LAKE BUENA VISTA, Fla. -- Drug wholesalers need to get information out about products that switch from prescription to over-the-counter status as soon as possible, said Ray Modjeski, senior vice president of trade development for Schering-Plough Healthcare Products, Liberty Corner, N.J.
Speaking at the National Wholesale Druggists Association's annual Marketing Conference held here March 6 to 10, Modjeski urged wholesalers to do more than just act as a warehouse. "Ship to retailers at the first possible date. Capitalize on automatic shipments by reminding retailers that Rx-to-OTC switches don't fail. Ask suppliers what's working and share success stories with customers. Provide merchandising help."
Prepare information that pharmacists can communicate to their patients, such as what a product is supposed to do, its indication, when and how to take it, how long it needs to be taken before the condition will improve, and what to do if the condition does not improve, suggested Modjeski.
He said that by 1996, thirty new switches are possible of the more than 50 that are currently pending at the Food and Drug Administration. Brand-name prescription products mentioned as potential switches by Modjeski included Dolobid, Feldene, Claritin, Hismanal, Nasalcrom, Pepcid, Indocin, Clinoril, Carafate, Tagamet, Zantac, Axid and Rogaine.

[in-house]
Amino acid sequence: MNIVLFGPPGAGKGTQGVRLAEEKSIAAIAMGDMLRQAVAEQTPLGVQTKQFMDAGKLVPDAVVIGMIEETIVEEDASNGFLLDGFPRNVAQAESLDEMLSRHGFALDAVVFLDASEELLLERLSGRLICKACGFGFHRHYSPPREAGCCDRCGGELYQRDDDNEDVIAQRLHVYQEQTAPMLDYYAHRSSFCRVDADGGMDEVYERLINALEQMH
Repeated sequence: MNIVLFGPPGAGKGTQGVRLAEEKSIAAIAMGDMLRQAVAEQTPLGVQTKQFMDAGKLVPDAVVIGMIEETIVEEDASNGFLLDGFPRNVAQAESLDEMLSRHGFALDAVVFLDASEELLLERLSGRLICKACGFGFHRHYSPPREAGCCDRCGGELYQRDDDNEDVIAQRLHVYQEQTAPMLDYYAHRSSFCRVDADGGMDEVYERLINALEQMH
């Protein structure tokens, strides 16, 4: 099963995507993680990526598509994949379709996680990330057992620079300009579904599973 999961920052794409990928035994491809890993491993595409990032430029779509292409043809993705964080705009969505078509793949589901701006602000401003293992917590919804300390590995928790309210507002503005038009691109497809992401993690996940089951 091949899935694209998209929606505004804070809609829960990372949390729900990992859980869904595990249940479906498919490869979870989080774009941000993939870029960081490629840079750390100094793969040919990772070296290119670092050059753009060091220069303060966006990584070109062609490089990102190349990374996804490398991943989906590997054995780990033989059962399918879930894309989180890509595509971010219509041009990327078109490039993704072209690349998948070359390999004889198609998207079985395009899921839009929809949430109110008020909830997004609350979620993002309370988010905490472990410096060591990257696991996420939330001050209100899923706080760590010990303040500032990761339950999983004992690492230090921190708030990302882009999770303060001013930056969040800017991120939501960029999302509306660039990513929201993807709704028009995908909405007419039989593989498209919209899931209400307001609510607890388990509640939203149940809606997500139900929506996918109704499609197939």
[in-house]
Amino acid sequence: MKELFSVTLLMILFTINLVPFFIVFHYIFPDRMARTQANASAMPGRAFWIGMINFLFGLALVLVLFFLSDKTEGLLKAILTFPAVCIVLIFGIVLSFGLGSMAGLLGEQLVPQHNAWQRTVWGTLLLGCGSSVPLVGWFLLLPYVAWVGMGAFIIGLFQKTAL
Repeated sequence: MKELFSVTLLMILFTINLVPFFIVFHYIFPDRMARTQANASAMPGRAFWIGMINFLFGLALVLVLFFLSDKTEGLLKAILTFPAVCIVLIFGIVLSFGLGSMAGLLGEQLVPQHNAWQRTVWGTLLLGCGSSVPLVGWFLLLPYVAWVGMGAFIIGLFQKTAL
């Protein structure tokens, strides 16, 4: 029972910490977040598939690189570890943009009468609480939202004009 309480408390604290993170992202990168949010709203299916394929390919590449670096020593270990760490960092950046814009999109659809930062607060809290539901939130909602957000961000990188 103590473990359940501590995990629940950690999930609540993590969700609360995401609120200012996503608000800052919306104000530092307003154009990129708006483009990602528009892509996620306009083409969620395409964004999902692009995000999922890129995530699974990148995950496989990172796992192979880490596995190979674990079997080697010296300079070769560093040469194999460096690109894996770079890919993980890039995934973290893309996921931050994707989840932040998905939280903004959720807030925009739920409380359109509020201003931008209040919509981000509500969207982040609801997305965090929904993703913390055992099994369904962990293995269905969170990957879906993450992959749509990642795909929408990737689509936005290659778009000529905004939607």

Retail sales of switch products totaled $5.2 billion in 1993, up from $4.4 billion in 1992, and he said they're expected to reach $14 billion in 1996 and $20 billion by the year 2000. A number of converging trends are driving this growth, said Modjeski. Among them: the rising cost of physician care and prescription drugs; patent expirations of prescription products; the widespread acceptance of self-medication with OTCs, and the aging of the population, which will add more people to the heaviest user group.
Profit margins on switch products are significantly higher than on more "commodity-type" brands, said Modjeski. "The gross margin on a traditional HBC product is 28%, compared with a switch product that is a good 10 [percentage] points higher."
Lou Schmidt, vice president of sales for Sandoz Consumer Products, East Hanover, N.J., who later joined Modjeski at the podium, said that while switches don't carry the same profitability as patented prescription products, it has to be considered that such products are "at the end of the product life cycle.